The state average for steelhead is between 6 and 7 pounds, but there are some huge ones in part because steelhead (unlike salmon) can spawn more than once, putting on size feeding in the lakes between runs.

You’ll want a decent spinning or casting reel with room for enough line. For example, a series 4000 or 5000 spinning reel will hold enough strong line and handle the fight perfectly.

A 10- to 20-pound braid is an excellent main line, with an attached mono leader that’s less visible to fish and provides a bit of stretch.

Depending on your style of fishing, you’ll need the right tackle to match.

Below is some basic information about popular ways to fish for steelhead. For more techniques and tips, see the tips throughout this article as well as link at the bottom of this page to our free steelheading guide.

Fly Fishing

Steelhead love salmon eggs and salmon fry. If you’re casting a fly rod, think egg imitators and streamers that imitate salmon fry. Don’t leave the stonefly patterns at home, either.

Float Fishing

Perfect for deep holes, floats/bobbers can provide fast action for steelhead. It’s easy to set up, with a float, float stop set to the target depth, triple swivel, the hook line with a 4/0 or 5/0 hook, and a dropper line with your weight.

Make sure to match the float to the weight. It’ll ensure the bait floats naturally and also help avoid tangles.

Hook on a salmon egg sack, and you’re set.

Lure Fishing

Lures should have maximum movement and vibration. Use the current to create as much action on the lure as possible.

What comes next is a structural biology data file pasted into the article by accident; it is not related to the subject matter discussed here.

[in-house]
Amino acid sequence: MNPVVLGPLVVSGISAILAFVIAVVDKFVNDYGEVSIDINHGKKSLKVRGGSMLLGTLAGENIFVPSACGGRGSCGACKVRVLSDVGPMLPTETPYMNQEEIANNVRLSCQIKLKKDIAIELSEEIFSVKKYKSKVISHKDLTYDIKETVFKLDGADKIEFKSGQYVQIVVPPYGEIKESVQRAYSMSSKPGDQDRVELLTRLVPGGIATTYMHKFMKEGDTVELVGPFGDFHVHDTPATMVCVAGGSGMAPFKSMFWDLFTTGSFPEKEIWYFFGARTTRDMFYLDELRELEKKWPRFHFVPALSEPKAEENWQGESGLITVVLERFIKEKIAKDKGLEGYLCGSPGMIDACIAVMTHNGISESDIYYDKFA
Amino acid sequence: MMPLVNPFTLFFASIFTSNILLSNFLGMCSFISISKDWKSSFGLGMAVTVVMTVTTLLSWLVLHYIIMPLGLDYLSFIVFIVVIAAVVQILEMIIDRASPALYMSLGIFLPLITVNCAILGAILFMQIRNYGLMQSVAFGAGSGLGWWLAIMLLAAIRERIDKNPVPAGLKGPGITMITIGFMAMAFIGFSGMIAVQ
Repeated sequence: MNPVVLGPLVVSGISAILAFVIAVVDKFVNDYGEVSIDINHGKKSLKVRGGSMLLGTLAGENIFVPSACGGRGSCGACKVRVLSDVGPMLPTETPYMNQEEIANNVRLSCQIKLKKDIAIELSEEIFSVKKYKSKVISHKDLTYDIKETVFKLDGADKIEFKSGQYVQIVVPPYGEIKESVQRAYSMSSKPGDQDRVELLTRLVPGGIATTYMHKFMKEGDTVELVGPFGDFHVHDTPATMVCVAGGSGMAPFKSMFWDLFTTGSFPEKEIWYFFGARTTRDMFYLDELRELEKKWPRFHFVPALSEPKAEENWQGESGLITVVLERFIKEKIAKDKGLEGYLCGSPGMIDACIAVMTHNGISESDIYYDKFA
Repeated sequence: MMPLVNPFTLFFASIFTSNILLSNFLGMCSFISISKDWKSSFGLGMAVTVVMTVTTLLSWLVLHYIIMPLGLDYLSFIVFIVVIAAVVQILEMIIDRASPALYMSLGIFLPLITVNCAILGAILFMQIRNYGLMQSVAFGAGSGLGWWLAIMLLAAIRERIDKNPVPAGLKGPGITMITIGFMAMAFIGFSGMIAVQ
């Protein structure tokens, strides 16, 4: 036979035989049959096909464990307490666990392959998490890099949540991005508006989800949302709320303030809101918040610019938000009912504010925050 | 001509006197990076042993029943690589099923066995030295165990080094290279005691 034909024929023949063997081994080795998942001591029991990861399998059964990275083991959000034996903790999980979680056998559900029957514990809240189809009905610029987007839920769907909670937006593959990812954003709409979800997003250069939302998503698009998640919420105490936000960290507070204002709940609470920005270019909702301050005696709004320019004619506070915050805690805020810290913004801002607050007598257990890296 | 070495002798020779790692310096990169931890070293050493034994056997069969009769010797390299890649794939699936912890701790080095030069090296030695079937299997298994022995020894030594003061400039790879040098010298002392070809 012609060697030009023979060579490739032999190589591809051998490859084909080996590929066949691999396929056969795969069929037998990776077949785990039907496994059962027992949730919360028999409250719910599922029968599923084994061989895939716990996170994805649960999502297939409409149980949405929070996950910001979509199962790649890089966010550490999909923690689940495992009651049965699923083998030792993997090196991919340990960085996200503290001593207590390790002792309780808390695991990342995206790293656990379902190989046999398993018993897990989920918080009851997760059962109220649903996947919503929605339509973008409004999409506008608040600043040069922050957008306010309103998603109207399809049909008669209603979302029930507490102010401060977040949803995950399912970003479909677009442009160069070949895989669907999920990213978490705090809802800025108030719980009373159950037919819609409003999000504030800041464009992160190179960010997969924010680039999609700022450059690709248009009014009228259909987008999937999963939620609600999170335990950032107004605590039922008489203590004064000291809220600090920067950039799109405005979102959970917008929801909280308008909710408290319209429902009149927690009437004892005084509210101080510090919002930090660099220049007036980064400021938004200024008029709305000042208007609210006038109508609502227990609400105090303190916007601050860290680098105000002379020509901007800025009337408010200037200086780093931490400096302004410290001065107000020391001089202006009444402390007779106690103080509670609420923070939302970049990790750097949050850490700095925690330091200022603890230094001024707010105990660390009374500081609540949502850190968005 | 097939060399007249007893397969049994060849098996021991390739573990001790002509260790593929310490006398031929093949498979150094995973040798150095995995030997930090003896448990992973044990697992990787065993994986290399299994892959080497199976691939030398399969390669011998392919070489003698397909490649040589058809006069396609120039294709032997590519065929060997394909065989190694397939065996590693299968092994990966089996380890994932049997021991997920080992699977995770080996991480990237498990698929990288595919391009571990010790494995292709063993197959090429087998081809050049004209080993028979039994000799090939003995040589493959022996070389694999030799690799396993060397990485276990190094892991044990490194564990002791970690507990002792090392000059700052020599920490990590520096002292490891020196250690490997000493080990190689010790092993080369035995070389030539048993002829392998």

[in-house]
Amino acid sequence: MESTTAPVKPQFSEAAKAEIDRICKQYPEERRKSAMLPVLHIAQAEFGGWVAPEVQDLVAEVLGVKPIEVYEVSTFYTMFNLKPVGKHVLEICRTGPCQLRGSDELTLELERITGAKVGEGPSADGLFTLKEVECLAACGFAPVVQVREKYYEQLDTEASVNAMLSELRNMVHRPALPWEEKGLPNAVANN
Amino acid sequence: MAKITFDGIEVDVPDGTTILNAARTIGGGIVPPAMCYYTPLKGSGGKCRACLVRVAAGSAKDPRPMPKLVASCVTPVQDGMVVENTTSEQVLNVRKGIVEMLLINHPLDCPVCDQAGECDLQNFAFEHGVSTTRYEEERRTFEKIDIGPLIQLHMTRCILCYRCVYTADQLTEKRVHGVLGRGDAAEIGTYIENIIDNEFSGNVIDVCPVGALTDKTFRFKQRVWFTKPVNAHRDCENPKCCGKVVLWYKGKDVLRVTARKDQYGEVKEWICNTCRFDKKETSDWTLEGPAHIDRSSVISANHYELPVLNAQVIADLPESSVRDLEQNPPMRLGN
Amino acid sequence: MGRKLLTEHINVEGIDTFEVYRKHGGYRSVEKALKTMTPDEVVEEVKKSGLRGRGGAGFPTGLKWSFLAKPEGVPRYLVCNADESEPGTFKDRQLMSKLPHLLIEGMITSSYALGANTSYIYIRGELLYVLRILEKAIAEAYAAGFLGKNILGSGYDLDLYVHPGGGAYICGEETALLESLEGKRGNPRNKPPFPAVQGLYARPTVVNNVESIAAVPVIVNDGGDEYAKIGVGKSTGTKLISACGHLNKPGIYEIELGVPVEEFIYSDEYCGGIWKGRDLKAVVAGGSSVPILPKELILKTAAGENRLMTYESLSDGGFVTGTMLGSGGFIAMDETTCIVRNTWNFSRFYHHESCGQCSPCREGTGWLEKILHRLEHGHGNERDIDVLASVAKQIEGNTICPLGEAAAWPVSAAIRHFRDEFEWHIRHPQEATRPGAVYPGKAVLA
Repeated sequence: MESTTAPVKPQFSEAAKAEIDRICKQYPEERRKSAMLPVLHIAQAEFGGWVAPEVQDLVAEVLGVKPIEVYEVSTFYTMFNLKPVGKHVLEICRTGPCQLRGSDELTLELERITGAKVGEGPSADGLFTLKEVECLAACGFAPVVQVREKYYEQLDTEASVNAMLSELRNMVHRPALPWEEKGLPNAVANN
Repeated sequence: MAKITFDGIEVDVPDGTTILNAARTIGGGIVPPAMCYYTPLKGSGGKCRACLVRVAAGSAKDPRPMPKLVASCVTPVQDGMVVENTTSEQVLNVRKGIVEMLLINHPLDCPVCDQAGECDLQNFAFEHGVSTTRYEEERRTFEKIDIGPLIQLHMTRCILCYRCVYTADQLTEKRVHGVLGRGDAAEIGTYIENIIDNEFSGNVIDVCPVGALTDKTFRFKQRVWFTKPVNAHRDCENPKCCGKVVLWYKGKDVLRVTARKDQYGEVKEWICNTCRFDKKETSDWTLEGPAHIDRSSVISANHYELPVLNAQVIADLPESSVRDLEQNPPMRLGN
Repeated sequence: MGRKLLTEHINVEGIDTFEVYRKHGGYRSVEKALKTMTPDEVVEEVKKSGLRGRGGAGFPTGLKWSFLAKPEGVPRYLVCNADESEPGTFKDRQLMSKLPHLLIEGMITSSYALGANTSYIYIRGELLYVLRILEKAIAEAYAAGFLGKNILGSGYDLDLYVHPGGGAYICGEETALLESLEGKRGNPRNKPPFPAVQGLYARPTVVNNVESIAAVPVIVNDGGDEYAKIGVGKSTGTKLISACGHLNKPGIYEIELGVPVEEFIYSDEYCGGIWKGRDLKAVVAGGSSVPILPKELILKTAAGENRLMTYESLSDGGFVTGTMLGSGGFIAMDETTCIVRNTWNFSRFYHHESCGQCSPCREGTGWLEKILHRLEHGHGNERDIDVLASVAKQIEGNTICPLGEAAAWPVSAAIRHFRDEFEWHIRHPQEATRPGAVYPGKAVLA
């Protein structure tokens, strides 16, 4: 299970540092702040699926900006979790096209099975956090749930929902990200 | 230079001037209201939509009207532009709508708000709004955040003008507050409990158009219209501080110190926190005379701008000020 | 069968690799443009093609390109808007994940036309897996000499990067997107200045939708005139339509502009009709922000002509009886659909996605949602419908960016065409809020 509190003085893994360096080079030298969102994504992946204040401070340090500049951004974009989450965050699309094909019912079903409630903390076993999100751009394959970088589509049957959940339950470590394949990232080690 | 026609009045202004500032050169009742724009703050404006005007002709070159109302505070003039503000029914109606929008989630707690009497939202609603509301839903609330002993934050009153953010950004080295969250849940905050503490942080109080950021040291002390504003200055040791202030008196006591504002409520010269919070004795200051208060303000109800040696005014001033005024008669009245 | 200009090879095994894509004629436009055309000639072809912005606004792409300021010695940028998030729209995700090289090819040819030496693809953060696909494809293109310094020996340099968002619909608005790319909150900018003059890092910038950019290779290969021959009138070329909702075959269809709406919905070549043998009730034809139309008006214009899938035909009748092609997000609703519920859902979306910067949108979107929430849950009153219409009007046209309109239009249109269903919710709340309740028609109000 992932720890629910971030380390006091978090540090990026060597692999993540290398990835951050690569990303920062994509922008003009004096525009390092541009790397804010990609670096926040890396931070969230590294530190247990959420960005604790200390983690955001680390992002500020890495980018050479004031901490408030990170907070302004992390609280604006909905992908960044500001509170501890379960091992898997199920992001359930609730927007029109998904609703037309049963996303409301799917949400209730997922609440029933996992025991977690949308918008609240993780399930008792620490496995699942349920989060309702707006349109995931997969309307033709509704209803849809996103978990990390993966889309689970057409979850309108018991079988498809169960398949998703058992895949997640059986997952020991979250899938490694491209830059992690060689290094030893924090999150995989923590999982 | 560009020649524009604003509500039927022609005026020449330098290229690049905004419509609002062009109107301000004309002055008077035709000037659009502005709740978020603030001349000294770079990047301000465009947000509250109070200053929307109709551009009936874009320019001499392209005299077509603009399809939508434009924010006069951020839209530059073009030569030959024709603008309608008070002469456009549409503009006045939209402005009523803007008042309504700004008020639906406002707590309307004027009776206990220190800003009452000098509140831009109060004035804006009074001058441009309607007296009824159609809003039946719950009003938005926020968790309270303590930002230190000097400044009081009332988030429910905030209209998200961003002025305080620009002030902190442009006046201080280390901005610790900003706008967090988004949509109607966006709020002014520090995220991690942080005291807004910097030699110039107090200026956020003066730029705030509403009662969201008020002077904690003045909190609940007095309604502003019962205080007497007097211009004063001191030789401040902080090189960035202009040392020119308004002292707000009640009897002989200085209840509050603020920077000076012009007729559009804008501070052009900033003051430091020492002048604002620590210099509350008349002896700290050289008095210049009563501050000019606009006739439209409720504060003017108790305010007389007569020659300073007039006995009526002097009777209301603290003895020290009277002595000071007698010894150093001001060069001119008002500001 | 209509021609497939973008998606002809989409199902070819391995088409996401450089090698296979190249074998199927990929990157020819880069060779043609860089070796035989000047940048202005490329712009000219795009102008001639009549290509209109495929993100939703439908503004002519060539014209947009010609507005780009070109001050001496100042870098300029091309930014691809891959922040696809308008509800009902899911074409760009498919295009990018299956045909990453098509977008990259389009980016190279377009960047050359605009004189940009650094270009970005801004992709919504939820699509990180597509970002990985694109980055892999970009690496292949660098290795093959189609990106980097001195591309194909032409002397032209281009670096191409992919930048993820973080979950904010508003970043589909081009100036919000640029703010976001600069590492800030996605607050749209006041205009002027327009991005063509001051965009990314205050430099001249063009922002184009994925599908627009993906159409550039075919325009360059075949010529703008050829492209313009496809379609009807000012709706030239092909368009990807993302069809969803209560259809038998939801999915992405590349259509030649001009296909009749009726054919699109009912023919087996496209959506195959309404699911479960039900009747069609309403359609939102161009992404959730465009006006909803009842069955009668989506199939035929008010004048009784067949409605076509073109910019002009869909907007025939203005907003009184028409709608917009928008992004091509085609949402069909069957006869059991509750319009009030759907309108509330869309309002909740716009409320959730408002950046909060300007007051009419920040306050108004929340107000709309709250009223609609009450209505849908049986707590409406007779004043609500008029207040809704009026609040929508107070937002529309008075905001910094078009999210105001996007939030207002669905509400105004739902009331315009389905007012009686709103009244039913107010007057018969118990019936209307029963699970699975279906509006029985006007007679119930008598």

Bring along crankbaits or size 4, 5, or 6 inline spinners, and remember to check your knots often.

The Best Steelhead Fishing in Michigan

Michigan is covered in fantastic creeks, rivers, and lakes. Let’s look at the very best and when and where to fish them.

Manistee River

The Manistee River is an epic steelhead fishery. The steelhead start their run in the town of Manistee, then head up the entire river system.

The Manistee River spreads over 190 miles of the Northwestern Peninsula, and along the route, it has some very hot spots to check out.

The majority of the catch happens from the mouth to the Tippy Dam near Wellston. Wellston has the moniker of the “Steelhead and Salmon Capital of the Great Lakes.” It also has plenty of lodging, camping, bait shops, food, and everything else you might need.

The Tippy Dam is the first major obstacle the migrating trout face, and as such, they stack below it in huge numbers. This section is one of the heaviest fished waters in the state, so be prepared for a crowd.

Toss a salmon egg sack out there, and you’ll crush it. This area is also a perfect spot for beginner steelhead fishing.

Drift boats help you deal with the strong current, as wading can be tricky.

Night fishing at Tippy Dam has become a popular way to avoid the masses during the day. The river is big enough not to worry about too many snags and trees while casting.

Above the dam can be hit or miss, though several sections boast high catch rates.

The river has plenty of shoreline access throughout its length, so if anglers overrun one spot, head a short walk upstream and you’ll find room.